P-Visas

P-visas are intended to allow athletes, members of entertainment groups, artists, and their essential support staff into the United States. The P-visas are broken down into P-1A, P-1B, P-2, P-3, and P-4 visas.

P-1A and P-1B Visas

P-1A visas allow for athletes to enter the United States temporarily to perform at a specific athletic competition as an athlete, individually or as part of a group or team, at an internationally recognized level of performance. There must be proof of the athlete's achievement to a degree of skill and recognition substantially above that ordinarily encountered so that the achievement is renowned, leading or well known in more than one country. If it is a team that seeks entry the even in which the team is participating in must be distinguished and require athlete participation of athletic teams of international recognition. As with many other nonimmigrant visas a U.S. employer must file the I-129 Form with the U.S. Citizenship and Immigration Services office.

P1-A visas for individual athletes are valid for the time needed to complete the event, competition, or performance but is not to exceed five years. They may apply for an extension of stay for increments of up to five years, but their time in the United States shall not exceed ten years. The period of stay for an athletic group is for the length of time needed to compete in the even or competition not to exceed one year. They may apply for an extension for up to one more year. P1-A visas given to essential support personnel of an athlete or athletic team receives an initial period of stay that may not exceed one year but may request extensions in increments of up to five years, but the total time cannot exceed ten years in the United States.

P1-B visas allow for members of an entertainment group that has been recognized internationally as outstanding in the discipline to enter the United States for a sustained and substantial period of time. To be eligible for such a visa at least 75 percent of the group must have had a substantial and sustained relationship with the group for at least one year. The entertainment group must be internationally recognized, having a high level of achievement in a field evidenced by a degree of skill and recognition substantially above that ordinarily encountered. The reputation of the group, not the individual achievements of the members, is what is essential to obtaining a P1-B visa. A U.S. employer must submit a Form I-129 with other supporting documents for the petition to be reviewed. P-1B visas allow for an initial period of stay for the length of time to complete the event, but the stay is not to exceed one year. Extensions of stay may be given in increments of up to one year in order to continue or complete the event or performance.

P-2 Visas

P-2 visas are provided for individual performers or part of a group who will perform under a reciprocal exchange program between an organization in the United States and an organization in another country. To be eligible for a P-2 visa the person must be an artist entering through a government recognized reciprocal exchange program. The person must also possess skills comparable to those of the U.S. artists and entertainers taking part in the program outside of the United States. To qualify for this type of visa either a sponsoring labor organization in the U.S. or a United States employer must file a Form I-129. The initial period of stay for a P-2 visa is for the length of time to complete the event, but the period is not to exceed one year. An extension may be granted for increments of up to one year.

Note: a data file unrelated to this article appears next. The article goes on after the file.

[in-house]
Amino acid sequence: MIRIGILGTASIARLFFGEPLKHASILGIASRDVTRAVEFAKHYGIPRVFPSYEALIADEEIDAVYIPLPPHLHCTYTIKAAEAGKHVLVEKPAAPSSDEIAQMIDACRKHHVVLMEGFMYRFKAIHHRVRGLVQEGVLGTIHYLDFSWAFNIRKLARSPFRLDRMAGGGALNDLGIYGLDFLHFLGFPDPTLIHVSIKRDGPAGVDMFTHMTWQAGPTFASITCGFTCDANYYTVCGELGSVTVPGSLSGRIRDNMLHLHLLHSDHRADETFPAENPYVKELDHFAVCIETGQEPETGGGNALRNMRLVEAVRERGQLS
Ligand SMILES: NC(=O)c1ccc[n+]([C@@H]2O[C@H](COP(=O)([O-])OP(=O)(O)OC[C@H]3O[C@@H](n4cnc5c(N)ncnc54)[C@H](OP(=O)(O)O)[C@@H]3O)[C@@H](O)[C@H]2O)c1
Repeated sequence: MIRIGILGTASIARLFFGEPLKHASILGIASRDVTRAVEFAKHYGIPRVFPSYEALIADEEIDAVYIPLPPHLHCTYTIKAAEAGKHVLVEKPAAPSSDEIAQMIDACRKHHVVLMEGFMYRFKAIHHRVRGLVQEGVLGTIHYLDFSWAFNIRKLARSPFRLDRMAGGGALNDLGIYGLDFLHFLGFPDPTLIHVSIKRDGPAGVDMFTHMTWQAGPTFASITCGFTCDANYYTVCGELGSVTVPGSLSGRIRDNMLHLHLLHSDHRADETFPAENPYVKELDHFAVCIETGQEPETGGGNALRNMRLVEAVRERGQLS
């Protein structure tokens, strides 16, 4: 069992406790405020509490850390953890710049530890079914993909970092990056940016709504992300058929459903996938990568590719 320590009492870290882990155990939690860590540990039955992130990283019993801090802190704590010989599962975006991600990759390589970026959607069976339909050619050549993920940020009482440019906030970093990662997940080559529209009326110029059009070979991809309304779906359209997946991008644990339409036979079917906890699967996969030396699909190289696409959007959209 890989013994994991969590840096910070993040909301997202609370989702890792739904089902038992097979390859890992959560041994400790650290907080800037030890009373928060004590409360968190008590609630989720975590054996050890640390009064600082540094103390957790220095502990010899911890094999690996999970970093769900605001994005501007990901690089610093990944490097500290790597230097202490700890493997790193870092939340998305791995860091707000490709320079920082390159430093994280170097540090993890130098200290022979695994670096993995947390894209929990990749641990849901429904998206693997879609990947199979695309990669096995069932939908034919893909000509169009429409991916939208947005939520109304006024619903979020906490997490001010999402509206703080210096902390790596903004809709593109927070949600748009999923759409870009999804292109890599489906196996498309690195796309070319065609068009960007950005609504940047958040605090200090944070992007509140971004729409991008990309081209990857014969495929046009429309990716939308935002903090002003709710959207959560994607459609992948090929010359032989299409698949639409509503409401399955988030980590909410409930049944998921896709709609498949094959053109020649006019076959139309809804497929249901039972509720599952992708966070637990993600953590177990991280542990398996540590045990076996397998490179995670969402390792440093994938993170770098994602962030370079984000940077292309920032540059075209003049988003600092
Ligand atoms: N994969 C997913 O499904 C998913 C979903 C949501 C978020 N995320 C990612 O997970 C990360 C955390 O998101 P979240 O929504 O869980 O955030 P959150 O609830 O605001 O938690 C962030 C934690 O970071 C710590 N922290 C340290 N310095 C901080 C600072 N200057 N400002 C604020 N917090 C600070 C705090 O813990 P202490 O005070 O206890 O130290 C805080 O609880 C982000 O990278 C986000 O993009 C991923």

P-3 Visas

P-3 visas allow for artists or entertainers that are coming to the United States temporarily to perform, teach, or coach individually or as part of a group under a program that is culturally unique. To qualify for this visa the person must be coming to the U.S. either individually or as a group for the purpose of developing, interpreting, representing, coaching, or teaching a unique or traditional ethnic, folk, cultural, musical, theatrical, or artistic performance or presentation. Additionally, the cultural event, whether commercial or noncommercial in nature, must further the understanding or development of your art form. The initial period of stay for P-3 visas is the length of time to complete the event, but it is not to exceed one year; however, extensions of the period are possible in increments of up to one year.

P-4 Visas

P-4 visas allow for derivative beneficiaries to enter the United States with a recipient of any other P-visa. These derivative beneficiaries can include spouses and children who are under the age of 21 who wish to accompany the P-visa holder to the U.S. for the duration of time specified in the original P-visa. Spouses and children who do not wish to reside in the United States with the principle P-visa holder, but who wish to visit for vacations, may be eligible to apply for visitor visas, or if qualified due to their country of citizenship, travel visa free under the Visa Waiver Program.

Contact our Miami-Dade County Nonimmigrant Visa Attorneys

Contact our South Florida employment based visa attorneys at 305-755-4780, or e-mail us to schedule an appointment to discuss your Dade County, Broward County, or Monroe County immigration questions and issues.

Our Miami Immigration lawyers accept immigration law cases in Miami-Dade County, Broward County and Monroe County. Our Miami, Florida law office is open Monday through Friday from 8:00 am until 5:00 pm and weekends and evenings by appointment.

Consultations are available in person at our downtown Miami law office and at several meeting locations throughout Dade and Broward Counties including Lincoln Road in Miami Beach, Galiano Street in Coral Gables, West Country Club Drive in Aventura, Hollywood Boulevard in Hollywood and in the Homestead area. Appointments are also available by telephone and via Skype internet video chat.